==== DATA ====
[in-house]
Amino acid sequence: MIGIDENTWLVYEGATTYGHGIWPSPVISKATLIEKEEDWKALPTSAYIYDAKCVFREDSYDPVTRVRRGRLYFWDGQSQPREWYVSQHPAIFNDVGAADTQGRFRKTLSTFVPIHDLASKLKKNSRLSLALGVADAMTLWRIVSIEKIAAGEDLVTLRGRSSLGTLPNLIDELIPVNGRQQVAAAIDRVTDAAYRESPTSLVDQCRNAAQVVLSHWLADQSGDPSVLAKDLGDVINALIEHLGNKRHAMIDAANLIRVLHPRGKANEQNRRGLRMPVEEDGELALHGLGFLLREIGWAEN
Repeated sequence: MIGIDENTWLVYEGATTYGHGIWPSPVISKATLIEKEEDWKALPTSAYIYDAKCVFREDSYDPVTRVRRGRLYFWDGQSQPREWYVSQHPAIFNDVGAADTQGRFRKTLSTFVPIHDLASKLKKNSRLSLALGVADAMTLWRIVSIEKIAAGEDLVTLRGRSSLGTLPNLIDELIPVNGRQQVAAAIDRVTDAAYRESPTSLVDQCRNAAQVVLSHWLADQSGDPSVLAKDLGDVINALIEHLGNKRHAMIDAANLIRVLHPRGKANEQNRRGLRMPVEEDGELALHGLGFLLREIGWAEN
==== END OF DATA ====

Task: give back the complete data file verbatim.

[in-house]
Amino acid sequence: MIGIDENTWLVYEGATTYGHGIWPSPVISKATLIEKEEDWKALPTSAYIYDAKCVFREDSYDPVTRVRRGRLYFWDGQSQPREWYVSQHPAIFNDVGAADTQGRFRKTLSTFVPIHDLASKLKKNSRLSLALGVADAMTLWRIVSIEKIAAGEDLVTLRGRSSLGTLPNLIDELIPVNGRQQVAAAIDRVTDAAYRESPTSLVDQCRNAAQVVLSHWLADQSGDPSVLAKDLGDVINALIEHLGNKRHAMIDAANLIRVLHPRGKANEQNRRGLRMPVEEDGELALHGLGFLLREIGWAEN
Repeated sequence: MIGIDENTWLVYEGATTYGHGIWPSPVISKATLIEKEEDWKALPTSAYIYDAKCVFREDSYDPVTRVRRGRLYFWDGQSQPREWYVSQHPAIFNDVGAADTQGRFRKTLSTFVPIHDLASKLKKNSRLSLALGVADAMTLWRIVSIEKIAAGEDLVTLRGRSSLGTLPNLIDELIPVNGRQQVAAAIDRVTDAAYRESPTSLVDQCRNAAQVVLSHWLADQSGDPSVLAKDLGDVINALIEHLGNKRHAMIDAANLIRVLHPRGKANEQNRRGLRMPVEEDGELALHGLGFLLREIGWAEN